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Discussion Starter · #1 ·
i finished programming the drums for my next attempt at recording one of my songs on Saturday so yesterday i mic'd up my cab and had a go at recording without isolating the cab, it was much harder to get the mic position and eq right to get a good sound but eventually i got there.

i ended up recording 4 tracks individually and then panning them 2 each side (1 40% and 1 70%)

on the rare occasion my playing was actually tight it sounded huge but im wondering if i am wasting time recording 4 seperate tracks?

is this the generally accepted method or can i just focus on 1 really well played track and then copy it 3 times? i would have thought this would create wierd phasey sound problems?
 

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Retarded P.A Overlord.
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It would just make that one take louder sir. Wouldn't add much, if anything other than volume to the guitars.
 

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i am the owl
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Wirelessly posted

Don't copy/paste, you have to record separate takes perfectly. I'd start with 2 tracks panned 100% L/R personally. That, played perfectly, will sound very tight and huge. Generally if I am doing 2 per side and panning them at different values, I switch the "inner" 2 up ( different mic, guitar, turning the TS off, etc),and even then I still pan the outer two hard at 100% as my main sound. But I rarely do that. :2cents:
 

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Discussion Starter · #5 ·
cool, as i say thats what i did yesterday but it does really show up the inconsistencys in your playing - time to get better!
 

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Control The Sun
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Yeah, never copy/ paste. The reason double or quad tracked guitars sound big is because they are two fundamentally different performances that down to the most minute level are not the same. An exact duplicate of the waveform will give you a bad sound.

Panning, usually people say 100% L/R for two, and then 100% L/R and 80%-75% L/R for four. However, to fill out the mix a little more, I will do two tracks at 80% L/R. It works well I think. Whatever benefits the mix most.
 

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Discussion Starter · #9 ·
tbh it sounded good with the 70-40 way i had it.

i just wanted to make sure i wasnt just wasting my time but i did suspect that multiple takes was the correct way to do it (which is why i spent 4 hrs doing it.....)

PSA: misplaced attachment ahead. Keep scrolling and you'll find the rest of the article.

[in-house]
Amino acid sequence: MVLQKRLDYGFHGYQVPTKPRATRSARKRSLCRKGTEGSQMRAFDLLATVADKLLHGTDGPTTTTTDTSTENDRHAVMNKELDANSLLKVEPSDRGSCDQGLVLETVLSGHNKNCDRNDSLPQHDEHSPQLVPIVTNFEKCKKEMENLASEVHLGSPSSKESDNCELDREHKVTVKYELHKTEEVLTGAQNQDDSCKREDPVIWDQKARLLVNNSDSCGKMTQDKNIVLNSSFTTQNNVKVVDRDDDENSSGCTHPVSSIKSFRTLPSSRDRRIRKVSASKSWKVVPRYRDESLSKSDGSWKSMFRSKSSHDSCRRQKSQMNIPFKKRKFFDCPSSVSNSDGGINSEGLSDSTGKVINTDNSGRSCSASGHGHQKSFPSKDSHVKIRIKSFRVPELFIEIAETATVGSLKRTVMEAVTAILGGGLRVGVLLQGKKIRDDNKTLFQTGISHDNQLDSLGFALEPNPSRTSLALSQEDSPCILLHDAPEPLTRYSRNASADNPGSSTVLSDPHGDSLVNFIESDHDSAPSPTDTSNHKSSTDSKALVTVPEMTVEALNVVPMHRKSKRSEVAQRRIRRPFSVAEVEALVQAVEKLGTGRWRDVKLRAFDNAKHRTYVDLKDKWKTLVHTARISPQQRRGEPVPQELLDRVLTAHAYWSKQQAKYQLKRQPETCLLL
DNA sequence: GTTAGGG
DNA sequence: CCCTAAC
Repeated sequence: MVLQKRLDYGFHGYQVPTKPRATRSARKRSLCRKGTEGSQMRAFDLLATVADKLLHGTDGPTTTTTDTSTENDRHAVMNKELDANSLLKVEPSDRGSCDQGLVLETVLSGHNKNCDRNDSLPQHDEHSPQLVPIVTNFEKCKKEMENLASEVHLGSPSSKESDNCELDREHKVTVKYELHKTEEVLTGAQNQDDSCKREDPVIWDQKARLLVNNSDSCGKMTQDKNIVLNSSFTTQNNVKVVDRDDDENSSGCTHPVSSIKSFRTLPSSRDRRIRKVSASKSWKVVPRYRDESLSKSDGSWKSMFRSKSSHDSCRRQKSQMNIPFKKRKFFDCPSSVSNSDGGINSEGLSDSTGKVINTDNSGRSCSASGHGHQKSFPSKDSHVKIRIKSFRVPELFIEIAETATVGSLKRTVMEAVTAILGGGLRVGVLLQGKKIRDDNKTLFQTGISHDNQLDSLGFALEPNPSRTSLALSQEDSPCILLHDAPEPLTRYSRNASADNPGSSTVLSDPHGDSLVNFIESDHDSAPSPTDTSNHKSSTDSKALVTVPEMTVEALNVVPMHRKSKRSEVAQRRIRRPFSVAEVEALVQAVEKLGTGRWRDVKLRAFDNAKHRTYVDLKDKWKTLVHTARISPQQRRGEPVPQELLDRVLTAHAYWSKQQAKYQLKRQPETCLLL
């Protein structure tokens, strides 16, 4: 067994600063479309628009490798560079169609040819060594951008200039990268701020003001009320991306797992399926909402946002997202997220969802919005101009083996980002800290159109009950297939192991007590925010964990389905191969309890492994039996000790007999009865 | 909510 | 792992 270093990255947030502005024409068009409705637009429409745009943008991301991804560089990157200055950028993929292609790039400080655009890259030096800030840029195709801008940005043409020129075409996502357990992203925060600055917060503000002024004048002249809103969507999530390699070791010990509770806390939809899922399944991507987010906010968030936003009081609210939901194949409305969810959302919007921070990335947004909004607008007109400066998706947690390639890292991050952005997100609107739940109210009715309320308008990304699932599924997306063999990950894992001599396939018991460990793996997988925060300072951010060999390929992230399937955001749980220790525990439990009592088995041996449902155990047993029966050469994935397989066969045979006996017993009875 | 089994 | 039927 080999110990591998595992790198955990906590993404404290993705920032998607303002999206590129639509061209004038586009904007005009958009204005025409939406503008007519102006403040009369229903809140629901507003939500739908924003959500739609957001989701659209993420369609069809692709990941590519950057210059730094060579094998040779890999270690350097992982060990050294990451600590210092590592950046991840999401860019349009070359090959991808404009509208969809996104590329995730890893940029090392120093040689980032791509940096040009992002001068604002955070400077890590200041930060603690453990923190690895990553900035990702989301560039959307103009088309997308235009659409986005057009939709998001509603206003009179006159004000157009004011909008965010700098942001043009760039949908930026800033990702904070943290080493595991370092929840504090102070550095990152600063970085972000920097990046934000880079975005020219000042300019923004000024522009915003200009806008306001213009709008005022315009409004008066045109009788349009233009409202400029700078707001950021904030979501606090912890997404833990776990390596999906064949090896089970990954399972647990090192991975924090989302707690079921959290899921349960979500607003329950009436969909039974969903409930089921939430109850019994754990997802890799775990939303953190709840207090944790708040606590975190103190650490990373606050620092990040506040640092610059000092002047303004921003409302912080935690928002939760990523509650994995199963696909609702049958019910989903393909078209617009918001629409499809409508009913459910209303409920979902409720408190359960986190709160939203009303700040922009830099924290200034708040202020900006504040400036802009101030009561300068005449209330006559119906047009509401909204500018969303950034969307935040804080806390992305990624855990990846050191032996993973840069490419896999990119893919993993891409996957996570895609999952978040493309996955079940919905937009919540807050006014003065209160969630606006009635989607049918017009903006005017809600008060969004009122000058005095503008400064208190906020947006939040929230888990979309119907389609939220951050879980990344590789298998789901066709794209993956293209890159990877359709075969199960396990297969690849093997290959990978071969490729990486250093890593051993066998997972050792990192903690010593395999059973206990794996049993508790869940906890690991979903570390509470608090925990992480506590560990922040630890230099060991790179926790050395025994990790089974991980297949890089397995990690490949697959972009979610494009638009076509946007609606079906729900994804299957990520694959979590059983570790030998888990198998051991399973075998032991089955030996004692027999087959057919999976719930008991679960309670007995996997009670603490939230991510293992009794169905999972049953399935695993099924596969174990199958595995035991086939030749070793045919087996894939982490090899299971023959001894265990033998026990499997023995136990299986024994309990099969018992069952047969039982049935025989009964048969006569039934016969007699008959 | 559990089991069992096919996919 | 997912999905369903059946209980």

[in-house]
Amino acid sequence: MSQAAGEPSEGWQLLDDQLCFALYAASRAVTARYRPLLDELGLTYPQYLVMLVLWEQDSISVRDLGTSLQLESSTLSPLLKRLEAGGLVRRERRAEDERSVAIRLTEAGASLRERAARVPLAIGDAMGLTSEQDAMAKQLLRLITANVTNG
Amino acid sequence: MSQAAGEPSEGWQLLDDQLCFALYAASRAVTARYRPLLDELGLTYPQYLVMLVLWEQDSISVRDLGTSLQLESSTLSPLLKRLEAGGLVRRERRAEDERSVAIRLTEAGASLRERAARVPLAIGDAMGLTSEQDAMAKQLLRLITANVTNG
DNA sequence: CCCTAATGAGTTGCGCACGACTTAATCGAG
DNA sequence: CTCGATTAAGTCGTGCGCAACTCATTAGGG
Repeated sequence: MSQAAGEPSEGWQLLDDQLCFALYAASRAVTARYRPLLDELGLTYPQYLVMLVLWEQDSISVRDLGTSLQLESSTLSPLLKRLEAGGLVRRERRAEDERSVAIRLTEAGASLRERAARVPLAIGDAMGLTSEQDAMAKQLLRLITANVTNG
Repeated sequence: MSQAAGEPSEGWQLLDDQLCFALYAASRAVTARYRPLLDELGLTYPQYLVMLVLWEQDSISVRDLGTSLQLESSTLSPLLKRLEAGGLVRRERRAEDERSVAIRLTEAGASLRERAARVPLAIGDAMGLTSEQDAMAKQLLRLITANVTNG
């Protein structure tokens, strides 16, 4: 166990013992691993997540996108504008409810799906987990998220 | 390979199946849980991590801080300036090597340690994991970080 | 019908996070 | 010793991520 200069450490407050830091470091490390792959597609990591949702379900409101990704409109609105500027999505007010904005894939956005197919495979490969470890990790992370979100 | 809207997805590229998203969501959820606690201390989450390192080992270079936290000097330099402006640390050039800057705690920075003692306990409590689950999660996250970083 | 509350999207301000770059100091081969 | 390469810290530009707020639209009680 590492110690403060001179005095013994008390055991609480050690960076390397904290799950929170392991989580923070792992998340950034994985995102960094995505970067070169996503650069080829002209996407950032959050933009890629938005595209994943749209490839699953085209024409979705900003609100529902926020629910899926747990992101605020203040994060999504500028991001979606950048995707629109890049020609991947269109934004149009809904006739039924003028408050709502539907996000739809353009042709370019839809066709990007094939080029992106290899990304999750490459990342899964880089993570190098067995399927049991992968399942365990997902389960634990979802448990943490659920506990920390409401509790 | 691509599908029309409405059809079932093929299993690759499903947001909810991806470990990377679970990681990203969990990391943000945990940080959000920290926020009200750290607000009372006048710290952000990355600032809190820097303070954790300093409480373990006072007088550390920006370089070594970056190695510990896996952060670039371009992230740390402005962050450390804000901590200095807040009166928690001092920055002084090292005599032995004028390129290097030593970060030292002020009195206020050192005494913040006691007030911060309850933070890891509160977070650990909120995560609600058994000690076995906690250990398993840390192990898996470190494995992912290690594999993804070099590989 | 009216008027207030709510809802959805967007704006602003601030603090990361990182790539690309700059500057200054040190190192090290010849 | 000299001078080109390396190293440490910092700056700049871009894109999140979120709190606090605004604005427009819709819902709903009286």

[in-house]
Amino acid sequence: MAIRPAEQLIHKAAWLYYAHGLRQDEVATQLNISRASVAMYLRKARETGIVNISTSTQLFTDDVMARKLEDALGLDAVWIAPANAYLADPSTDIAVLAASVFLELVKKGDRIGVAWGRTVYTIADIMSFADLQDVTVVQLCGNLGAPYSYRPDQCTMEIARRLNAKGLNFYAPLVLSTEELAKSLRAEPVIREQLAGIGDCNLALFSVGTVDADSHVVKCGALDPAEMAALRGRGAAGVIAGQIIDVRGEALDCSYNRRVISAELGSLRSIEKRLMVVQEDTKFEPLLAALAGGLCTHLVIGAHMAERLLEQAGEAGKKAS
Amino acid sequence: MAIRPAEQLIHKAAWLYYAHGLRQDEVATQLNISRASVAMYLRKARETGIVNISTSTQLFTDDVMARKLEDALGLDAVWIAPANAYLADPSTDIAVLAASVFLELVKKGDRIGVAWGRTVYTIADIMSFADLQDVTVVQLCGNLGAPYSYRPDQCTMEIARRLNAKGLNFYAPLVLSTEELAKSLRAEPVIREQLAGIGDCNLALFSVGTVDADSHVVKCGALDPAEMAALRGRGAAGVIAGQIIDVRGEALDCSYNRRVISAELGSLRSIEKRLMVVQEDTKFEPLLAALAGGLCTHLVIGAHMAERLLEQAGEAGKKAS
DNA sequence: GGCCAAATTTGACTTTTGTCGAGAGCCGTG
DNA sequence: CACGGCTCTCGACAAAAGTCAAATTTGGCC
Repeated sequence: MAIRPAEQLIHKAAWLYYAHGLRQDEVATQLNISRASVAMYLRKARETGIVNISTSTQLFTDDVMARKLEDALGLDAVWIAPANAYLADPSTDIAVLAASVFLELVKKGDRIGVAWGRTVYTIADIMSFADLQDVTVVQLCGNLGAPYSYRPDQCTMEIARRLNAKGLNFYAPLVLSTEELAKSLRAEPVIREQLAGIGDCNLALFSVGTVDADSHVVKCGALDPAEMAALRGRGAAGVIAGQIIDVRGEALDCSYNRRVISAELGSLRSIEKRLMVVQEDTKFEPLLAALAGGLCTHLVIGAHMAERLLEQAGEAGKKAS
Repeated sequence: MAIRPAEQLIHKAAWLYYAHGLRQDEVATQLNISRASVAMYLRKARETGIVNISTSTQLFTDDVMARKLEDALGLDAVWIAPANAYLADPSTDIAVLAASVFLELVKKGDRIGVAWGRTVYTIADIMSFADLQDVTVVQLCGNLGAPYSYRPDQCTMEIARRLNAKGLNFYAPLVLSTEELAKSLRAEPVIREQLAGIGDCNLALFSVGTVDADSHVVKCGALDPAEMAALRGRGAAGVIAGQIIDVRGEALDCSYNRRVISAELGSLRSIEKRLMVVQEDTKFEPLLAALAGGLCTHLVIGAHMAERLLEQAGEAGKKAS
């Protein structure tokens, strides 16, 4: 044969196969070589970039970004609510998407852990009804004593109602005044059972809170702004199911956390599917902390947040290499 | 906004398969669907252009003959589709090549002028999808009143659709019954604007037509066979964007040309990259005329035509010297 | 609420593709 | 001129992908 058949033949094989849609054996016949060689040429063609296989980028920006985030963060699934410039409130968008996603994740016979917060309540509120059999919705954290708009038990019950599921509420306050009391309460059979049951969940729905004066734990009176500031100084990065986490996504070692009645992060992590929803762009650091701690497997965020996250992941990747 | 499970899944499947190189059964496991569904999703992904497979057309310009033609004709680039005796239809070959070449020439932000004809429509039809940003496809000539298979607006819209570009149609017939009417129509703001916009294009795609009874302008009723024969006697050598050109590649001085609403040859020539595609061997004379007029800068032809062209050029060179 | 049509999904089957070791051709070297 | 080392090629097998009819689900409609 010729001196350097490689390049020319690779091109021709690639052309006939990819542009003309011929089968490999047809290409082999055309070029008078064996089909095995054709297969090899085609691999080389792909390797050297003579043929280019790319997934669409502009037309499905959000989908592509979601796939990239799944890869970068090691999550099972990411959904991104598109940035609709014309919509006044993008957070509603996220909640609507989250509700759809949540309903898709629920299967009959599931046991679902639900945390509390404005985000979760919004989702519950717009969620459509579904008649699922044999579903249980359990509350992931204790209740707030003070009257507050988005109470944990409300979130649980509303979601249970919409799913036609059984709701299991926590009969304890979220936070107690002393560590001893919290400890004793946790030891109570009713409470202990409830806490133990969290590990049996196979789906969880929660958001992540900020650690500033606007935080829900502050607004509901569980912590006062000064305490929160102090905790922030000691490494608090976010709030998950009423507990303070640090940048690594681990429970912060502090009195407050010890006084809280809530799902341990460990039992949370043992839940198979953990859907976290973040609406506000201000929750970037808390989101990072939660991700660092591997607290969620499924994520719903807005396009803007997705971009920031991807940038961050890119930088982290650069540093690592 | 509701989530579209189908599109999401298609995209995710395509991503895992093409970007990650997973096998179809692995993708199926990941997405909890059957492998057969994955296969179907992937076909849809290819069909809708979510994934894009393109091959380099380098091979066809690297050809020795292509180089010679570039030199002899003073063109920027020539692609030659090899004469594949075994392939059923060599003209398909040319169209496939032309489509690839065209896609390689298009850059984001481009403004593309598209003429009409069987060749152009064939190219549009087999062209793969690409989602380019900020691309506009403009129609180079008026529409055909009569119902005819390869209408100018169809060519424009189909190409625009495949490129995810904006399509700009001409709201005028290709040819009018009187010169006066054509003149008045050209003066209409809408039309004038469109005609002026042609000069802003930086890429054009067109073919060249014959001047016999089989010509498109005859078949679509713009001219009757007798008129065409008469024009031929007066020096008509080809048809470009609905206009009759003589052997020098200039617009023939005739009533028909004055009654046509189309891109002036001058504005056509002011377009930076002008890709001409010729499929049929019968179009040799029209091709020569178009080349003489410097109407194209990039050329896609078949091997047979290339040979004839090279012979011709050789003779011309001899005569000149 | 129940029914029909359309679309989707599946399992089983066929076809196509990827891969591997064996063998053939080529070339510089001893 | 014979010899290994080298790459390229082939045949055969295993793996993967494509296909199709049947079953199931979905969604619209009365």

cheers for the help
 

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All those saying C&P does nothing are correct. Moving C&Ps round the stereo field just moves the apparent location of 1 guitar.

You need multiple performances. Its the fact that they are always slightly different and dont actually perfectly stack that allows them to separate out across the stereo field, which is vital to a big metal guitar sound.

As to two tracks or 4 or whatever, there are 3 main (note MAIN, there are lots of layering methods) ways of stacking up the guitars:

Double. Two takes at 100% L and R
More aggressive and raw sounding. Allows greater clarity. Might be a bit thinner than you'd like

Quad. 4 takes in two pairs: 1a:100L 2a:(-~80L, -3 to -6db) 2b:(-~80R, -3 to -6db) 1b:100R
Thicker, more massive sound, might lack clarity or be a bit 'airy'.

Triple. 100L, C -~6db, 100R
Wall of guitar vibe, helps gell with bass, but also gets in the way of stuff in your centre (kick, snare, vocals).

Note all of the methods have 1 guitar at 100L and 100R. Thats pretty much the cornerstone of it. If youre moving much further in than there, then it clouds the guitars, makes them sounds smaller and makes them get in the way of everything else even more than they normally do :)
 

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Discussion Starter · #11 ·
cheers for this, i want the wall of guitar sound so im going to try out your 3 each side method
 

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Just to throw a potentially unnecessary tuppence in there, I'd definitely recommend going for a wider spread than 70% and 40% - if I'm quad-tracking guitars I don't think I ever go more central than 70% for the 'inner' tracks. You'll have a hell of a time getting any decent degree of separation in the mix otherwise!
 

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Control The Sun
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40% seems too close. The bass, kick drum, snare, and vocals wont have a lot of breathing room.
 

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Reverend Secret Flower
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I always do at least a pair of takes 1 panned 100% Left and 1 panned 100% Right

If i'm doing tech metal type stuff, i'l usually just do 1 per side. If i'm going for a thicker sound in slower song with more grain and texture, i'l start putting takes more in the center.
 

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Discussion Starter · #16 ·
cheers all I recon the fact I have no vocals or bass in the mix is clouding my panning judgement!
 
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